Mm-hmm. But within the realm of things that I can do.
[00:46:13] Angie: But you are also looking. The spiritual benefit that you get from it too, which increases my reward. Right. Which I think is really important because Kevin likes to do really hard workouts on Good Friday. Like as part of your own spiritual journey.
[00:46:29] Kevin: Yes.
You referred to them, you were trying to explain this somebody else. You referred to it as my own personal sufferer fest. Yes. Which Kevin Sufferfest is exactly what we're talking about. Right. In my personal suffering, I said, we're examining suffering. Yes. Why do I choose Stuart? Because I, there's a spiritual aspect of, mm-hmm.
Can I do. Super physically difficult thing. Mm-hmm. And the answer is, yes, I can. We can all do super physically difficult things. Right? And when it comes up to that point of don't you want to quit? Of course I do, but it's good Friday and I'm not [00:47:00] going to, I'm gonna go up and over the overpass again, and then I'm gonna do it again, and then I'm gonna do it again.
[00:47:04] Angie: Right. And that benefit, the reward that you get from that is, Both physical, mental, and spiritual,
[00:47:13] Kevin: which really helps overweight the risks of things that could come out from it. Right. But because the biggest risk is I'm gonna get tired. Right.
[00:47:21] Angie: But the, you're also not going to do it to. The point of injuring yourself.
Yes. Like if you feel like say something acts up on you. Yep. Unexpected. Like half you're hamstring
[00:47:34] Kevin: something, we get hamstring running downhill. I'm gonna, I'm done with it. Yeah. I'm not going to drag my limp leg right up and over the thing. Right. Because I said I'm gonna go 15 overpasses.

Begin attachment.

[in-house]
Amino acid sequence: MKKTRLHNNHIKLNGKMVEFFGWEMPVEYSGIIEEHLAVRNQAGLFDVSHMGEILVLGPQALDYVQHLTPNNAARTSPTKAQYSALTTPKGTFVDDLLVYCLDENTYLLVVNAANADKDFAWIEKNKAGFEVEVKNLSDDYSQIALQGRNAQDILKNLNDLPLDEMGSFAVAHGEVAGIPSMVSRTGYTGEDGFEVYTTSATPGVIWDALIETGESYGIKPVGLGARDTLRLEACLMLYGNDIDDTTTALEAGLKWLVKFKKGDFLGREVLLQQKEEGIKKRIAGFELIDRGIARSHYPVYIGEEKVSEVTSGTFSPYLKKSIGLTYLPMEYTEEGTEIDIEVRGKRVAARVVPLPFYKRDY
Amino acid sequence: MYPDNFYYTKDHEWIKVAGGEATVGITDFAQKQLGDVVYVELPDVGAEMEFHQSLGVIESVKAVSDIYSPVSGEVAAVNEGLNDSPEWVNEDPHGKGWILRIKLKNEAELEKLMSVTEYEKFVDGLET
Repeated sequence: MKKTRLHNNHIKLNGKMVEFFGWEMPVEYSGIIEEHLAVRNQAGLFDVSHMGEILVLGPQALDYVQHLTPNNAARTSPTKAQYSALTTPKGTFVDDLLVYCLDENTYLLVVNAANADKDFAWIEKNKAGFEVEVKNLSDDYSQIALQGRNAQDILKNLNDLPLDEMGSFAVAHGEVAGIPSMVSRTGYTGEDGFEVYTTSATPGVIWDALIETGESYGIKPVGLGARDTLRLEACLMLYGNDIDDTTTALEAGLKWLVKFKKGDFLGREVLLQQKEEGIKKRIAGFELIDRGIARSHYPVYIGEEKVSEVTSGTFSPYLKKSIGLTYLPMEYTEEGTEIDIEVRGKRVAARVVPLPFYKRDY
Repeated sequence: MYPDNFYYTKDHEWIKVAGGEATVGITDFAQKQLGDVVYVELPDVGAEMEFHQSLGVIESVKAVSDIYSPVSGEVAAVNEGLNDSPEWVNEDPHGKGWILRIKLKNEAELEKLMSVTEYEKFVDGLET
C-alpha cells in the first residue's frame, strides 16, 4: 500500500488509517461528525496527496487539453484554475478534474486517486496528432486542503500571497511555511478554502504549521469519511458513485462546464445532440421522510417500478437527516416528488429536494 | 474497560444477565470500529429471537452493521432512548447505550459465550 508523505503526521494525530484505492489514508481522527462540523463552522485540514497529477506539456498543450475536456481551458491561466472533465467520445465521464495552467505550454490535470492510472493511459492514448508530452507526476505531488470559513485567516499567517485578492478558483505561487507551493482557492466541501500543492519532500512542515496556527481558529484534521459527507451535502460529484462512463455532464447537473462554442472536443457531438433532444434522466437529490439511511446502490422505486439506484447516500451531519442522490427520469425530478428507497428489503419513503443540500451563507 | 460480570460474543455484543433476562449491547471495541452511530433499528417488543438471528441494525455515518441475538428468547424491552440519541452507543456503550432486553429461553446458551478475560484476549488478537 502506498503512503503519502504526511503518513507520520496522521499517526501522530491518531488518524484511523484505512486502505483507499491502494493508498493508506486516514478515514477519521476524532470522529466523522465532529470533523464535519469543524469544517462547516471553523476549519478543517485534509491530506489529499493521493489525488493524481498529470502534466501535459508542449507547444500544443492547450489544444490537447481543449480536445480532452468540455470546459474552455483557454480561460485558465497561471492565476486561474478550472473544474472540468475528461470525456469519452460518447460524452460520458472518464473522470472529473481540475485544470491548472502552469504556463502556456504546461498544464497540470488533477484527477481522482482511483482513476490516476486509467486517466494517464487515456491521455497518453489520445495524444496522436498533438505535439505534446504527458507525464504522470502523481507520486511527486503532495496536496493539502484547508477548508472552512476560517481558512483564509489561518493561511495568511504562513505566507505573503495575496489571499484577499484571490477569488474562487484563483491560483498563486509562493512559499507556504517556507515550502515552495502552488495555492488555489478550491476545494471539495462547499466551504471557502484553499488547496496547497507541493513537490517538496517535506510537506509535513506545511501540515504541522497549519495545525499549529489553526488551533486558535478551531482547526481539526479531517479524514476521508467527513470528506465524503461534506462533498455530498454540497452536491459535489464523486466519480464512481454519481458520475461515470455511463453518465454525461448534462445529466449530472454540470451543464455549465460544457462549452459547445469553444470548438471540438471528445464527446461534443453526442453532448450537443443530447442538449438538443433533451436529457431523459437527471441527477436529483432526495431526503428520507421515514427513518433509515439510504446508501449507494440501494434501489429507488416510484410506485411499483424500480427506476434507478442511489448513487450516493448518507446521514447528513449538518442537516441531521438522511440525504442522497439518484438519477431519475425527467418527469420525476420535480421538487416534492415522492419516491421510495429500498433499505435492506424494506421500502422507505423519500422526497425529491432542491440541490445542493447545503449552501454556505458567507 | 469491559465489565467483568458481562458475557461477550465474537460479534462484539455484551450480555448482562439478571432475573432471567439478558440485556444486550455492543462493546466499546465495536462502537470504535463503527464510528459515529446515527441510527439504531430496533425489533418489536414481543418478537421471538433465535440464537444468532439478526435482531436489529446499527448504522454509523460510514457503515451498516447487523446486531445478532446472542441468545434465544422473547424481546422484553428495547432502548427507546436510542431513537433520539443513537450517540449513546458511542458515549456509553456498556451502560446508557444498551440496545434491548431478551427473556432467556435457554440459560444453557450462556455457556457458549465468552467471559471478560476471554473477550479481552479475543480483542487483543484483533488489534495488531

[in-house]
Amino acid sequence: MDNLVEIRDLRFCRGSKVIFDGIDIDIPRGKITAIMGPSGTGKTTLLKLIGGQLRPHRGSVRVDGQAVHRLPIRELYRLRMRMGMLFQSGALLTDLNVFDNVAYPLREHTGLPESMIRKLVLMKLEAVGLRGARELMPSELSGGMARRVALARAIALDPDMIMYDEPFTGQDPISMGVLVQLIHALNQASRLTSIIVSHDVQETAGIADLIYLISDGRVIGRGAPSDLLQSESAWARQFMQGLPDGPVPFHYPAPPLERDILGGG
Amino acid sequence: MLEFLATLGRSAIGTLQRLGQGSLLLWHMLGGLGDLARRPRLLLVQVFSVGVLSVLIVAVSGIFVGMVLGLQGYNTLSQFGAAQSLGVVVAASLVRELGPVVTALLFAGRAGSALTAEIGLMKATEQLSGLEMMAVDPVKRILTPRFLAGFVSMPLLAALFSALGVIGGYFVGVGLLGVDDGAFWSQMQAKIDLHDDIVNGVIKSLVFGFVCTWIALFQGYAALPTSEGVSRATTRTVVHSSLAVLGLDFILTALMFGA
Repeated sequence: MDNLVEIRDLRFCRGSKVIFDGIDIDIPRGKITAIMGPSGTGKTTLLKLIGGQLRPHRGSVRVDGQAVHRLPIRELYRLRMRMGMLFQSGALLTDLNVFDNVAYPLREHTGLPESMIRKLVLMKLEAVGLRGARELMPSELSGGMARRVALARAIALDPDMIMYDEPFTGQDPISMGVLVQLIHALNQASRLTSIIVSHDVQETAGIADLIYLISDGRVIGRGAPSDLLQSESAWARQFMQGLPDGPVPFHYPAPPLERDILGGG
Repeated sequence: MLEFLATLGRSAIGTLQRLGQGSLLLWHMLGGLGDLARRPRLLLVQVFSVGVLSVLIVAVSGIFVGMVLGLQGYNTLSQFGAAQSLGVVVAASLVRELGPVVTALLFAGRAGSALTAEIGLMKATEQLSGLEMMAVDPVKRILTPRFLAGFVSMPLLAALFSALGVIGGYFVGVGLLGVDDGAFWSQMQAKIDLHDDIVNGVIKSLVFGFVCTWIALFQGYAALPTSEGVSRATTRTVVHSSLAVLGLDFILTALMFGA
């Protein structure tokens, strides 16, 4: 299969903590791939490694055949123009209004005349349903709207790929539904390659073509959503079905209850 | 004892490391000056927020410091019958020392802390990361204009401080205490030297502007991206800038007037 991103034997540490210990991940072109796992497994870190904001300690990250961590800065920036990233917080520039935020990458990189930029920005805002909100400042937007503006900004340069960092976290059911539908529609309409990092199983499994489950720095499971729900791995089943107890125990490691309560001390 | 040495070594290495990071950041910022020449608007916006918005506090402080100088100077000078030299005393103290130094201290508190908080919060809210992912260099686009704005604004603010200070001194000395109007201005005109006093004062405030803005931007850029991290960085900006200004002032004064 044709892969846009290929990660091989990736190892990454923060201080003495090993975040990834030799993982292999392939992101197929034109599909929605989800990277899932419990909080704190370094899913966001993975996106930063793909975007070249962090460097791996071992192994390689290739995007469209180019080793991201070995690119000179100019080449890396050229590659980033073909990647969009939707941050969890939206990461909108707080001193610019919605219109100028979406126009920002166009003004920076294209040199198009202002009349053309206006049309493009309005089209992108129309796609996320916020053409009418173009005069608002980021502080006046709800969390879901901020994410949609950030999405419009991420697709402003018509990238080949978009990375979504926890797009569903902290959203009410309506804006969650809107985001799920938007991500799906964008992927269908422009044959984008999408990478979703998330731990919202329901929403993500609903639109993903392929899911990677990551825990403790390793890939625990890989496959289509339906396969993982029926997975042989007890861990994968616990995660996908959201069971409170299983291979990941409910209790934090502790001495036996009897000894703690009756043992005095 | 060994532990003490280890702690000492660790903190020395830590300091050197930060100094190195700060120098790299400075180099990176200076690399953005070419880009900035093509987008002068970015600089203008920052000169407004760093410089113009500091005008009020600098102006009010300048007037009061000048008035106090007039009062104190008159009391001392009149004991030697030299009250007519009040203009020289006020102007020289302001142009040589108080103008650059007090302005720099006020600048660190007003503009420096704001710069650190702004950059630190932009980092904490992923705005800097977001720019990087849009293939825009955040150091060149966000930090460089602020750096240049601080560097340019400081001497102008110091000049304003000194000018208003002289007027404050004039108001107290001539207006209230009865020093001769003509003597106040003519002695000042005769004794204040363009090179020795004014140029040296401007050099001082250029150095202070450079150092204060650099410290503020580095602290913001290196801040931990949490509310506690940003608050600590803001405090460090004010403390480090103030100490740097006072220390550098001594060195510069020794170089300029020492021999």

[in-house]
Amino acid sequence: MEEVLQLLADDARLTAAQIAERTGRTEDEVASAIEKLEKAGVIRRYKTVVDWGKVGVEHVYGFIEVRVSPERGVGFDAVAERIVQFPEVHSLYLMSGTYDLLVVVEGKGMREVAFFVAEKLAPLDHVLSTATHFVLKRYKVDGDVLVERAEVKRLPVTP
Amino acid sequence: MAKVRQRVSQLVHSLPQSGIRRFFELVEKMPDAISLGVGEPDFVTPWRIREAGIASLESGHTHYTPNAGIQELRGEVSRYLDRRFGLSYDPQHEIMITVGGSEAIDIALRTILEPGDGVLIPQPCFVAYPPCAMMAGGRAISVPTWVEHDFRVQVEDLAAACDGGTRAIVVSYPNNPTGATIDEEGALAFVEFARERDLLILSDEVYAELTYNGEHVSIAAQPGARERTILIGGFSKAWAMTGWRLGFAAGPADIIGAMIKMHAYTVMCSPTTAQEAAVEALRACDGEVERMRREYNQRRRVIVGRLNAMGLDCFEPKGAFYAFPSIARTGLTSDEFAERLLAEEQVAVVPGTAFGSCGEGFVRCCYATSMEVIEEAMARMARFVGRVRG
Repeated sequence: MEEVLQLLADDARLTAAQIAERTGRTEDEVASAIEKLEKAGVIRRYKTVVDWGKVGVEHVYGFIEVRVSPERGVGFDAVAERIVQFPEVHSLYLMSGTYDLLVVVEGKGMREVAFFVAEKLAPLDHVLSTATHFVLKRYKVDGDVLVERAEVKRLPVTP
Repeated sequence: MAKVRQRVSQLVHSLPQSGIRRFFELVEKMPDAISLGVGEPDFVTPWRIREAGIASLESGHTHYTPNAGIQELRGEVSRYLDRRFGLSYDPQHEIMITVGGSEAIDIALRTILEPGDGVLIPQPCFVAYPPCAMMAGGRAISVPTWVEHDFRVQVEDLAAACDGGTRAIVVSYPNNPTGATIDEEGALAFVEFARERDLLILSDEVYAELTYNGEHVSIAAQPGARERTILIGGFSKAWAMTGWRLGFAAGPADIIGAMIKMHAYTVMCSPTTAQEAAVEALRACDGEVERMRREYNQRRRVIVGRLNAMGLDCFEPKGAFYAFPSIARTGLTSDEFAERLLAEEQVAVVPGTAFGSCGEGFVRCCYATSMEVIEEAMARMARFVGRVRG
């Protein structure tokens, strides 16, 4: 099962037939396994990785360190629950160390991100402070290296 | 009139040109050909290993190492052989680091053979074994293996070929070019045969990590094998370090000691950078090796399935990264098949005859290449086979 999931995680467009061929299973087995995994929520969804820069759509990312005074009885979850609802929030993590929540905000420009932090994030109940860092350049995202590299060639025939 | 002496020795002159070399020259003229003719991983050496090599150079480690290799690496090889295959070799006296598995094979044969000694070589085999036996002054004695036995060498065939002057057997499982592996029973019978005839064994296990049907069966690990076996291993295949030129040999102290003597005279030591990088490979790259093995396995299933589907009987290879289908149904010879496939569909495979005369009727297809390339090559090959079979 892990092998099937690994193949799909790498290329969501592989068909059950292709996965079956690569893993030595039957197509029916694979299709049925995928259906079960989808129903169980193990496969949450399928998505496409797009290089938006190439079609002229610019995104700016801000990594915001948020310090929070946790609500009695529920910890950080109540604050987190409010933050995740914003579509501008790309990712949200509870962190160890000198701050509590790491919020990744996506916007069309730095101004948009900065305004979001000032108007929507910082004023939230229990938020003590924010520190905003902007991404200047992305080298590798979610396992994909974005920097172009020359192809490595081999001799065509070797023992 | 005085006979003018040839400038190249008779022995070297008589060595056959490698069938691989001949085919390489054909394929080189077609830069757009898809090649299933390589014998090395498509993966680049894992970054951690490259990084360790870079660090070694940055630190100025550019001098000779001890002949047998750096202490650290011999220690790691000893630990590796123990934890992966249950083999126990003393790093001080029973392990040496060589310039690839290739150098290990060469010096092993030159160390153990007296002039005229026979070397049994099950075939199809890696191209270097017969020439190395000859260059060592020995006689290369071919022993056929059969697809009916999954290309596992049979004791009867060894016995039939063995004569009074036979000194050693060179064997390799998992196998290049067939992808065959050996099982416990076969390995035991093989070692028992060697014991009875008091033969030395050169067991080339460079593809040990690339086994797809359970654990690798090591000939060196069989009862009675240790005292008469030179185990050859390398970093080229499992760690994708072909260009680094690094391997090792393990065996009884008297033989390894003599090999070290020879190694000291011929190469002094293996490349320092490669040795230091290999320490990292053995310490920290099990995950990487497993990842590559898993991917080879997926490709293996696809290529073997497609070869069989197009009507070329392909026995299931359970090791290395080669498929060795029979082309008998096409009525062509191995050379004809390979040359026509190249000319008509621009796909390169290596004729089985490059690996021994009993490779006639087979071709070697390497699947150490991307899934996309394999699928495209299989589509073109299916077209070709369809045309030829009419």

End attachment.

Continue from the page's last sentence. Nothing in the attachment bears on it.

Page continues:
[00:47:43] Angie: Like that's because then all of a sudden the risk becomes greater than the reward. Exactly. Right. And so we all have to kind of weigh that out. In our own lives, right? In our own running, because parts of your plan are not going to be fun. Like there are going to be workouts that you [00:48:00] like and then workouts that you don't like. And when you see that workout on your calendar, there might be some of those that you're like, oh, I really don't wanna do that.
And we have that tendency to like, skip it, push it to next week. You know, like try to avoid it in some way. But when we can make peace with suffering and understand like, I'm gonna go do this workout and it's gonna hurt and it's gonna be hard and I'm gonna wanna quit. Mm-hmm. But I'm not going to. Right.
There's a huge benefit that comes, especially mentally, right? When we can stare suffering in the face and not back down, then we know. Directly correlating that to our running. Right? When you're at the, in that race and you get to that point in the race, whether that's mile nine of a half marathon, whether that's mile 21 of a marathon, whether that's mile 1.8 of a 5k, right?[00:49:00]
There's that point in the race or there's that point in whatever run you're doing where you just wanna stop. Your body's saying, why the heck are you doing this? You need to stop and walk. And you're like, yeah, yeah, I know I do. Right? But I'm gonna keep going. Mm-hmm. I've done it before. I'm gonna keep doing it now.
And that's part of the benefit of training, right? This is why people that run half marathons, marathons with no training, Have so much difficulty for the most part, right? Every now and then you'll find a unicorn that's like, oh, I did it with no training, and it was amazing, right? But like for the most part, It's because yes, physically they weren't prepared for it, but also mentally.
Yeah. Because when they got to those hard parts, they didn't have the mental strength and the fortitude to keep going. They, their body, their, their brain gave up and so then their body
[00:49:50] Kevin: followed. Yes. Yeah. I mean, this is what happens if you keep skipping or you cut different workouts shorter. Yeah. Anytime the, the certain type of workout.